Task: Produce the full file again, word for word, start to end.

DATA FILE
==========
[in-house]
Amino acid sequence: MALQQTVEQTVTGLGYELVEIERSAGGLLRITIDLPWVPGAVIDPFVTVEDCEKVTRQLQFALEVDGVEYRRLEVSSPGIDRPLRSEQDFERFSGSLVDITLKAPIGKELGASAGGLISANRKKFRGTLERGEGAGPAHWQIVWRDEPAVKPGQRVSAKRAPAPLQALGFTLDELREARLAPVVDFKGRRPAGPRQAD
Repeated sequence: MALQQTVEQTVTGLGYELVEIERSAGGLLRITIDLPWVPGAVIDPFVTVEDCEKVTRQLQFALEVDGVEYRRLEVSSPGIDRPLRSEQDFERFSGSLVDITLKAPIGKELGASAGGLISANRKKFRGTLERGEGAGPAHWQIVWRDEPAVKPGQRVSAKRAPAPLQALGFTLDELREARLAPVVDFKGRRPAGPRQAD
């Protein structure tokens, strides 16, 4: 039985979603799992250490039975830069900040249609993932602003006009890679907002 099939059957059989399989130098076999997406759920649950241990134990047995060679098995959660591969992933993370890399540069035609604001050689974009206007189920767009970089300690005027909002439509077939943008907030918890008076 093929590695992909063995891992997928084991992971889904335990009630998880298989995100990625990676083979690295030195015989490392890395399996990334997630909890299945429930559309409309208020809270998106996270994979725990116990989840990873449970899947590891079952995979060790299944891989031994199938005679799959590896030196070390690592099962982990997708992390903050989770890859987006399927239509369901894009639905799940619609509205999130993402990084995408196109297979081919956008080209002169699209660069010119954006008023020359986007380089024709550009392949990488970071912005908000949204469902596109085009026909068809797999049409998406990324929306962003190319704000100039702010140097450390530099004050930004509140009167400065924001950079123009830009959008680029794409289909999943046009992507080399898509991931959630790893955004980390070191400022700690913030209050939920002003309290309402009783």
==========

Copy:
[in-house]
Amino acid sequence: MALQQTVEQTVTGLGYELVEIERSAGGLLRITIDLPWVPGAVIDPFVTVEDCEKVTRQLQFALEVDGVEYRRLEVSSPGIDRPLRSEQDFERFSGSLVDITLKAPIGKELGASAGGLISANRKKFRGTLERGEGAGPAHWQIVWRDEPAVKPGQRVSAKRAPAPLQALGFTLDELREARLAPVVDFKGRRPAGPRQAD
Repeated sequence: MALQQTVEQTVTGLGYELVEIERSAGGLLRITIDLPWVPGAVIDPFVTVEDCEKVTRQLQFALEVDGVEYRRLEVSSPGIDRPLRSEQDFERFSGSLVDITLKAPIGKELGASAGGLISANRKKFRGTLERGEGAGPAHWQIVWRDEPAVKPGQRVSAKRAPAPLQALGFTLDELREARLAPVVDFKGRRPAGPRQAD
């Protein structure tokens, strides 16, 4: 039985979603799992250490039975830069900040249609993932602003006009890679907002 099939059957059989399989130098076999997406759920649950241990134990047995060679098995959660591969992933993370890399540069035609604001050689974009206007189920767009970089300690005027909002439509077939943008907030918890008076 093929590695992909063995891992997928084991992971889904335990009630998880298989995100990625990676083979690295030195015989490392890395399996990334997630909890299945429930559309409309208020809270998106996270994979725990116990989840990873449970899947590891079952995979060790299944891989031994199938005679799959590896030196070390690592099962982990997708992390903050989770890859987006399927239509369901894009639905799940619609509205999130993402990084995408196109297979081919956008080209002169699209660069010119954006008023020359986007380089024709550009392949990488970071912005908000949204469902596109085009026909068809797999049409998406990324929306962003190319704000100039702010140097450390530099004050930004509140009167400065924001950079123009830009959008680029794409289909999943046009992507080399898509991931959630790893955004980390070191400022700690913030209050939920002003309290309402009783």